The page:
Review: “The Damnation Game” By Clive Barker (Novel)

Well, since I was still in the mood for horror fiction, I thought that I’d re-read a novel that I’ve been meaning to re-read for ages. I am, of course, talking about the old second-hand copy of Clive Barker’s 1985 novel “The Damnation Game” that I first read about twelve years ago.

After all, I couldn’t remember a huge amount about “The Damnation Game” other than it was a horror novel that I’d enjoyed at the time. So, I was curious to see what I’d make of it these days.

So, let’s take a look at “The Damnation Game”. Needless to say, this review may contain some SPOILERS.

This is the 1991 Sphere (UK) paperback edition of “The Damnation Game” that I read.

The novel begins in Warsaw, shortly after the end of WW2. The city is in ruins, filled with death, poverty and depravity. But, to a war profiteer known simply as “the thief”, it is a paradise. And, on one night in this scarred city, the thief ends up talking to a Russian soldier who has lost to a mysterious gambler who always wins. Even though the thief doesn’t believe the soldier, the story intrigues him. So, he decides to find this man and beat him at cards. When the soldier is later found murdered over his gambling debts, this just makes the thief even more curious. And, eventually, he finds the gambler.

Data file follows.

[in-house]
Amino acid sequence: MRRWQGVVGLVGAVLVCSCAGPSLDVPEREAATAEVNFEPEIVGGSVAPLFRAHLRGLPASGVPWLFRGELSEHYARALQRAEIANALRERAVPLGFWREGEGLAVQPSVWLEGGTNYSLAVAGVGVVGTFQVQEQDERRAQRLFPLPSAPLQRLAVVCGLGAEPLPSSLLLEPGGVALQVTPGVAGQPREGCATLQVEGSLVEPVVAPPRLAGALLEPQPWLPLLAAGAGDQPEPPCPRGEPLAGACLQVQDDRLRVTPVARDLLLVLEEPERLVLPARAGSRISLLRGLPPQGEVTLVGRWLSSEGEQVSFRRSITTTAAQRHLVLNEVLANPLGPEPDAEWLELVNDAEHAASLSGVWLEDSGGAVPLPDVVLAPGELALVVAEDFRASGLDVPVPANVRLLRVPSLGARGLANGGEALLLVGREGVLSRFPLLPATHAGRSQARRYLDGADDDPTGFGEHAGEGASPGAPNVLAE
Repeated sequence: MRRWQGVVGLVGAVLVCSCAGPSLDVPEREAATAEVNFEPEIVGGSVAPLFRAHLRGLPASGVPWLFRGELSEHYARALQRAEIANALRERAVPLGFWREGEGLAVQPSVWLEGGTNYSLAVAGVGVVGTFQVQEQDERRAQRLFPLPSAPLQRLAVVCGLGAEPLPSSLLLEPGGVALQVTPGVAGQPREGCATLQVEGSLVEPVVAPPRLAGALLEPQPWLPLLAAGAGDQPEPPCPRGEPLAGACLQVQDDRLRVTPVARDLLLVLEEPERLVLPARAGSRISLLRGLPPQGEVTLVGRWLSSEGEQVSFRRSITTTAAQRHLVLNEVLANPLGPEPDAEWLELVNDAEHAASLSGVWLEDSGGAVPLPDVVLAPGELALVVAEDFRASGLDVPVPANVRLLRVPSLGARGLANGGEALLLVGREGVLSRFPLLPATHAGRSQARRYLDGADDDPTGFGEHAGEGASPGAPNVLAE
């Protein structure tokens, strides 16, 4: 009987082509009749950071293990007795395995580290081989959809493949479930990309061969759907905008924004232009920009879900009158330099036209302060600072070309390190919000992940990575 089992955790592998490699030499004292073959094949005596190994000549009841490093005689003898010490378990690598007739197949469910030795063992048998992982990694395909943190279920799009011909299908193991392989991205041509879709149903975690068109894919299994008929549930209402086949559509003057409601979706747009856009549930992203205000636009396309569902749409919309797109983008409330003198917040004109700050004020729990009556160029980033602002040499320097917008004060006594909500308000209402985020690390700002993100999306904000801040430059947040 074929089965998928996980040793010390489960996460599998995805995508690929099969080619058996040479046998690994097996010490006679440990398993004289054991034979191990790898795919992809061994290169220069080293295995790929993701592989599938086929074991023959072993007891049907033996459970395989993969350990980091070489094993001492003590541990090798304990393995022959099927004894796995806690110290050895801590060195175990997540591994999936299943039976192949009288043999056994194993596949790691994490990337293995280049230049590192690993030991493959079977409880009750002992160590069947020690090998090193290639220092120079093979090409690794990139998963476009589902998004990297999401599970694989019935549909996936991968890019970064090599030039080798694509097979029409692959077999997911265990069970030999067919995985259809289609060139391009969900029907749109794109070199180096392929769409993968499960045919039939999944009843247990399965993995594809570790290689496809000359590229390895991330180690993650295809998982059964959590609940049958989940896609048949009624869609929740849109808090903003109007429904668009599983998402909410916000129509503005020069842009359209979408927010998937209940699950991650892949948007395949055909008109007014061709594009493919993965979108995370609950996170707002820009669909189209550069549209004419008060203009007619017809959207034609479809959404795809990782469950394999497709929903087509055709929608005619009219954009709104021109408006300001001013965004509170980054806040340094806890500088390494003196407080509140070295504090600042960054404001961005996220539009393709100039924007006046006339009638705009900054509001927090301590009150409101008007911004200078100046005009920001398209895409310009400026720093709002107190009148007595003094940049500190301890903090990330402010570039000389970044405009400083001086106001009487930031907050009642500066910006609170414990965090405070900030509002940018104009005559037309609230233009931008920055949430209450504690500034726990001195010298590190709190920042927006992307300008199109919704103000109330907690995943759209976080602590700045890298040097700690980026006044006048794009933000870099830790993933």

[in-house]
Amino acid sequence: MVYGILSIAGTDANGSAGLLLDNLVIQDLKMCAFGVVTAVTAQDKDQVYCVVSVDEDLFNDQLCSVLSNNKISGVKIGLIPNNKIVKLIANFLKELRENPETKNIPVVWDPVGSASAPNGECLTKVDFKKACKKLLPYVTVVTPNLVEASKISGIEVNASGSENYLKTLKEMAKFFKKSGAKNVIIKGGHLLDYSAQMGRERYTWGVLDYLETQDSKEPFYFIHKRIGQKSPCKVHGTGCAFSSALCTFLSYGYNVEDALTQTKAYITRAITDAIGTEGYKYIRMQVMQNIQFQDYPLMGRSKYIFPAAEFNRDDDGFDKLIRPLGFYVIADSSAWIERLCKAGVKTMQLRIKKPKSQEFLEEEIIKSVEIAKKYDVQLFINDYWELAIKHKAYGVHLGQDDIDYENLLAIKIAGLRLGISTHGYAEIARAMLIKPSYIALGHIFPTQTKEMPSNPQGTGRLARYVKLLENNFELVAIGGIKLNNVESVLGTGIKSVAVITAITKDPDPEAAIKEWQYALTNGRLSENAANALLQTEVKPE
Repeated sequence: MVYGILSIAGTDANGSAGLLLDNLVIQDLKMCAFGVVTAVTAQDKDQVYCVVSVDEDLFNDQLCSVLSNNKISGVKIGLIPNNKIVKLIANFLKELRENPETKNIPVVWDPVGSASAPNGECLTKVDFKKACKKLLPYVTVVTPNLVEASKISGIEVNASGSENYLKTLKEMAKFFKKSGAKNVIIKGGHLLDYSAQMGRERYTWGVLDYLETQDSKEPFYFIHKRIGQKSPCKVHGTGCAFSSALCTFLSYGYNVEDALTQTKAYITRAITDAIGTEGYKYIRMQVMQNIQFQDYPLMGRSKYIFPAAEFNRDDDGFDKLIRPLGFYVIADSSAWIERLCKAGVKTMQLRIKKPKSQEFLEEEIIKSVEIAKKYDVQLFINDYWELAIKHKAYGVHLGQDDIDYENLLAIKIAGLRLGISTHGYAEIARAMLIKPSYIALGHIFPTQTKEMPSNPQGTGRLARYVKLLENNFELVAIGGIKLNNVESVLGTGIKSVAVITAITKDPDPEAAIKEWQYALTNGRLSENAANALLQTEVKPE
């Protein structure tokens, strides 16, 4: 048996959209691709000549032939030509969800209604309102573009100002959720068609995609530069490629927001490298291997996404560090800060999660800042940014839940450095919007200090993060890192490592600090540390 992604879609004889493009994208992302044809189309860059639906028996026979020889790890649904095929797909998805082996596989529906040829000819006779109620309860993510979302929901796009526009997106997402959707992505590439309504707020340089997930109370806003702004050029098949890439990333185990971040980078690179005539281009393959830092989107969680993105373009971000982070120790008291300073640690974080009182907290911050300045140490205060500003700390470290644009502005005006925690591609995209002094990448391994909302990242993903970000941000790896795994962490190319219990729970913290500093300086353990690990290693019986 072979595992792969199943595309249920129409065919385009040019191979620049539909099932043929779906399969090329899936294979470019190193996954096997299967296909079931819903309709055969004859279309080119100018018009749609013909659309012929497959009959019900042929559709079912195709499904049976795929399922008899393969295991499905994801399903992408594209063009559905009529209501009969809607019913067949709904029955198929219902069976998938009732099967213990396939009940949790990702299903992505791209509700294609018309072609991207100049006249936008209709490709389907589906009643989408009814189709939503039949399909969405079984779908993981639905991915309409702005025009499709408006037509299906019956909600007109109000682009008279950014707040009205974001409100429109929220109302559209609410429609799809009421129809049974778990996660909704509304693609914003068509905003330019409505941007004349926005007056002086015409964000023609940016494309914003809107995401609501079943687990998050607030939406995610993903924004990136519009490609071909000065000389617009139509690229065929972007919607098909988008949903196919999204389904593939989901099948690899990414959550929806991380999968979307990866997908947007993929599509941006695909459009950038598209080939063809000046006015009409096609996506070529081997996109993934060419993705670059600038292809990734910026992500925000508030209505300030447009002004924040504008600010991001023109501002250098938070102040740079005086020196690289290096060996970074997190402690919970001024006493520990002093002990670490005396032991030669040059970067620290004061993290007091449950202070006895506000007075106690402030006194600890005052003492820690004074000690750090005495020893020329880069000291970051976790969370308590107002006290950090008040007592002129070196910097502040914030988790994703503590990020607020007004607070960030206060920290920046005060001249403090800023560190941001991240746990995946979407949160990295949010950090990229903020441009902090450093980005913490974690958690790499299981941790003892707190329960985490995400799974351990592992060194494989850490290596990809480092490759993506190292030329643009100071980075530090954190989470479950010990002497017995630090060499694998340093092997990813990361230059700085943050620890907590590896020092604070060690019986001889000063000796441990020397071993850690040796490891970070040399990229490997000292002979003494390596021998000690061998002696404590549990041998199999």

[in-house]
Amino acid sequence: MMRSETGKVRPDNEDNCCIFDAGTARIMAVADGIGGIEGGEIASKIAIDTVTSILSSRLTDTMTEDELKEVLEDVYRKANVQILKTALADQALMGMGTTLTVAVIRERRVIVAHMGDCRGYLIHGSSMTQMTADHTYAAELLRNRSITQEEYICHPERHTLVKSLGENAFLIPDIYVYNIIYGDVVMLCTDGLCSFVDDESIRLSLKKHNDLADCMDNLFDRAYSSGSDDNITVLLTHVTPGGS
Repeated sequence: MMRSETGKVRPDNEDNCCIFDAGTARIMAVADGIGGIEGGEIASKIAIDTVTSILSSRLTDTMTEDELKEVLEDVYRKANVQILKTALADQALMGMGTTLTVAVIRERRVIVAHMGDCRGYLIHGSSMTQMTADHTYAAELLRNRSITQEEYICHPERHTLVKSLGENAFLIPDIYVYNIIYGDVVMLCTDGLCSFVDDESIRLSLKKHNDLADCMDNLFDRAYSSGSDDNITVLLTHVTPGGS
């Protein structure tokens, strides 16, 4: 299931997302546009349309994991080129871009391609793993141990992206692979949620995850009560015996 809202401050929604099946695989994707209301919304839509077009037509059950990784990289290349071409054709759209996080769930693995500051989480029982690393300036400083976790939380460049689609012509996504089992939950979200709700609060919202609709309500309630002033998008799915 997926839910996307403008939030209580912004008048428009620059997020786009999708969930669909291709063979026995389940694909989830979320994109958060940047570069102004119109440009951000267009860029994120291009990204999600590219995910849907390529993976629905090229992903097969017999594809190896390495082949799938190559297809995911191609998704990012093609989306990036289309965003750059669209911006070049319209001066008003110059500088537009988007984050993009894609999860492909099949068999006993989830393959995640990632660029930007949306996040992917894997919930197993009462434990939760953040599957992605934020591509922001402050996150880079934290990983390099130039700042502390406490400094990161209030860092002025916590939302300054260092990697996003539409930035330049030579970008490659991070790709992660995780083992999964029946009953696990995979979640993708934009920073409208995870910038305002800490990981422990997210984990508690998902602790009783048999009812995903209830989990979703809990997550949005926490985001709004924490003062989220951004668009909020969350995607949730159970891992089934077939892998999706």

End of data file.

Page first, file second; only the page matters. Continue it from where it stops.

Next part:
Then we flash forwards to 1980s London. Marty Strauss is a prisoner in Wandsworth, six years into his sentence for an armed robbery gone wrong. Although the day starts out like any other, he is summoned to a parole hearing. A man called Mr.Toy is interviewing prisoners on behalf of a reclusive millionaire called Mr.Whitehead who, as a philanthropic gesture, wants to give a prisoner a honest job as his bodyguard. Although Marty thinks that he has failed the interview, he is paroled a few weeks later and ordered to report to Whitehead’s estate. However, he slowly realises that he has stepped out of the fire and into the frying pan…

One of the first things that I will say about this novel is that, even though it is a bit more slow-paced than I remember, it is a brilliantly atmospheric and exquisitely creepy horror novel of the type that only Clive Barker can write. If you enjoyed Barker’s “Cabal“, “The Hellbound Heart” or his short story “Dread”, then you’ll be on familiar ground here πŸ™‚

So, I should probably start by talking about this novel’s horror elements. Although the novel might seem a bit tame for a Clive Barker novel at first, stick with it. This is one of those horror novels that gradually builds in intensity as it progresses. Although it isn’t exactly frightening, it is unsettling and disturbing in a way that really creeps up on you. This is achieved through a well-crafted blend of psychological horror, suspenseful horror, claustrophobic horror, bleak horror, cruel horror, character-based horror, sexual horror, paranormal horror, death/decay-based horror, war horror, taboo-based horror and, of course, gory horror.